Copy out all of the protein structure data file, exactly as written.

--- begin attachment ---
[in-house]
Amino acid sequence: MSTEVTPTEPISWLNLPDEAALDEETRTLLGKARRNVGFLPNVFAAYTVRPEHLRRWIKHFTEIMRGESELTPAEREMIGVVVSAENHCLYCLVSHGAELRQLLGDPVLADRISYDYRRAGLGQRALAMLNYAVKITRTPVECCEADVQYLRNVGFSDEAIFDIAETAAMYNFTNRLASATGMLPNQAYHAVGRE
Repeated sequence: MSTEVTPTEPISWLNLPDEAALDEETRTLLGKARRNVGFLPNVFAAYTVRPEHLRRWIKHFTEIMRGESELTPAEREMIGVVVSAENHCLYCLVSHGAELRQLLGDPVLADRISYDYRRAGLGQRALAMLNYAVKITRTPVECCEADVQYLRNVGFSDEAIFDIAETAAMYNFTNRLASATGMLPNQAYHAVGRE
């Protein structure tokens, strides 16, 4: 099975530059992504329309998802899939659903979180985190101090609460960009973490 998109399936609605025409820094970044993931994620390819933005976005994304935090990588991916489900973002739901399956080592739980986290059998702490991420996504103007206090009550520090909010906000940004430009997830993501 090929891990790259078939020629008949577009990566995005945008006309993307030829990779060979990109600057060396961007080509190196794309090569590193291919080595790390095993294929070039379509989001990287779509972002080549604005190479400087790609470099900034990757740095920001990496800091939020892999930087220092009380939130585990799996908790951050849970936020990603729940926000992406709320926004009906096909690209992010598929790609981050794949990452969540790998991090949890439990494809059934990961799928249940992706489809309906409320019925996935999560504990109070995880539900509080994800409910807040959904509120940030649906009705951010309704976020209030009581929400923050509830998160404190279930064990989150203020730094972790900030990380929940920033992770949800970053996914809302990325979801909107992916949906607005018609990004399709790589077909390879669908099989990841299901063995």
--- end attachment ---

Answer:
[in-house]
Amino acid sequence: MSTEVTPTEPISWLNLPDEAALDEETRTLLGKARRNVGFLPNVFAAYTVRPEHLRRWIKHFTEIMRGESELTPAEREMIGVVVSAENHCLYCLVSHGAELRQLLGDPVLADRISYDYRRAGLGQRALAMLNYAVKITRTPVECCEADVQYLRNVGFSDEAIFDIAETAAMYNFTNRLASATGMLPNQAYHAVGRE
Repeated sequence: MSTEVTPTEPISWLNLPDEAALDEETRTLLGKARRNVGFLPNVFAAYTVRPEHLRRWIKHFTEIMRGESELTPAEREMIGVVVSAENHCLYCLVSHGAELRQLLGDPVLADRISYDYRRAGLGQRALAMLNYAVKITRTPVECCEADVQYLRNVGFSDEAIFDIAETAAMYNFTNRLASATGMLPNQAYHAVGRE
């Protein structure tokens, strides 16, 4: 099975530059992504329309998802899939659903979180985190101090609460960009973490 998109399936609605025409820094970044993931994620390819933005976005994304935090990588991916489900973002739901399956080592739980986290059998702490991420996504103007206090009550520090909010906000940004430009997830993501 090929891990790259078939020629008949577009990566995005945008006309993307030829990779060979990109600057060396961007080509190196794309090569590193291919080595790390095993294929070039379509989001990287779509972002080549604005190479400087790609470099900034990757740095920001990496800091939020892999930087220092009380939130585990799996908790951050849970936020990603729940926000992406709320926004009906096909690209992010598929790609981050794949990452969540790998991090949890439990494809059934990961799928249940992706489809309906409320019925996935999560504990109070995880539900509080994800409910807040959904509120940030649906009705951010309704976020209030009581929400923050509830998160404190279930064990989150203020730094972790900030990380929940920033992770949800970053996914809302990325979801909107992916949906607005018609990004399709790589077909390879669908099989990841299901063995």